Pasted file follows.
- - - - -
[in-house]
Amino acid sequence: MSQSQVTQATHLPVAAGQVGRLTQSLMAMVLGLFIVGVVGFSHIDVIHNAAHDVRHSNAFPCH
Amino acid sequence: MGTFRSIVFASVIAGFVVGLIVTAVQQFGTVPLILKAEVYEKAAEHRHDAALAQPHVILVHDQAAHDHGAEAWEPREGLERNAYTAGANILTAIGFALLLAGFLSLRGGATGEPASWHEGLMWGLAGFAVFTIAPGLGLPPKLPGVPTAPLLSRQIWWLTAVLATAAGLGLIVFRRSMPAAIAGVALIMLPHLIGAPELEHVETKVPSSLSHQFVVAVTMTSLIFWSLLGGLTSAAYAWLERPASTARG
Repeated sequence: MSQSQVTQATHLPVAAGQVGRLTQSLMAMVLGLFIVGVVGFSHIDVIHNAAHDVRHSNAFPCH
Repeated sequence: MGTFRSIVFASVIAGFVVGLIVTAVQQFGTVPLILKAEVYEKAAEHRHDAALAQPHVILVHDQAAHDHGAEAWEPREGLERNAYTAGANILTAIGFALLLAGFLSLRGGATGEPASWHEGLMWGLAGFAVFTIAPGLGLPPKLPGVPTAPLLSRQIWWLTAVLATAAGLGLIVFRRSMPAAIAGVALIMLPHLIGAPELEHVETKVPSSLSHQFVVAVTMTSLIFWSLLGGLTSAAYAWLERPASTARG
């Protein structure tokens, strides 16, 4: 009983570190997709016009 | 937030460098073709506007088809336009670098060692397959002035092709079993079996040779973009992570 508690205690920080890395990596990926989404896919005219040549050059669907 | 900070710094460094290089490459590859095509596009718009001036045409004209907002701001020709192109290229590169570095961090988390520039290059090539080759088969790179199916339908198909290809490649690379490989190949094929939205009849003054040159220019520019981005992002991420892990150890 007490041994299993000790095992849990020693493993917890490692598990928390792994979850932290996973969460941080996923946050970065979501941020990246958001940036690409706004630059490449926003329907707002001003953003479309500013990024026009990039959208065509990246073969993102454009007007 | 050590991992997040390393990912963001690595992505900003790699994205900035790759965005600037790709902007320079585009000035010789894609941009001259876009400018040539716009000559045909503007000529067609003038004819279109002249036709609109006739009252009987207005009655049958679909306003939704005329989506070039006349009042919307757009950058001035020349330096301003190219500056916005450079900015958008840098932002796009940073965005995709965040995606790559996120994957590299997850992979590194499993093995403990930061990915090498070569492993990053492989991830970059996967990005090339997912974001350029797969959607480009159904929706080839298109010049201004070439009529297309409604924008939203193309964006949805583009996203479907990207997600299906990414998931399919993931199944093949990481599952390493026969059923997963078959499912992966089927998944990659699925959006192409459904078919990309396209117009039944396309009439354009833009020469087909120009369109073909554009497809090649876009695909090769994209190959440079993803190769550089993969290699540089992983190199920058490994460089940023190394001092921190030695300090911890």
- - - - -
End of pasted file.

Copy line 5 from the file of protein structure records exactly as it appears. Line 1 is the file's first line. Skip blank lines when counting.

Repeated sequence: MGTFRSIVFASVIAGFVVGLIVTAVQQFGTVPLILKAEVYEKAAEHRHDAALAQPHVILVHDQAAHDHGAEAWEPREGLERNAYTAGANILTAIGFALLLAGFLSLRGGATGEPASWHEGLMWGLAGFAVFTIAPGLGLPPKLPGVPTAPLLSRQIWWLTAVLATAAGLGLIVFRRSMPAAIAGVALIMLPHLIGAPELEHVETKVPSSLSHQFVVAVTMTSLIFWSLLGGLTSAAYAWLERPASTARG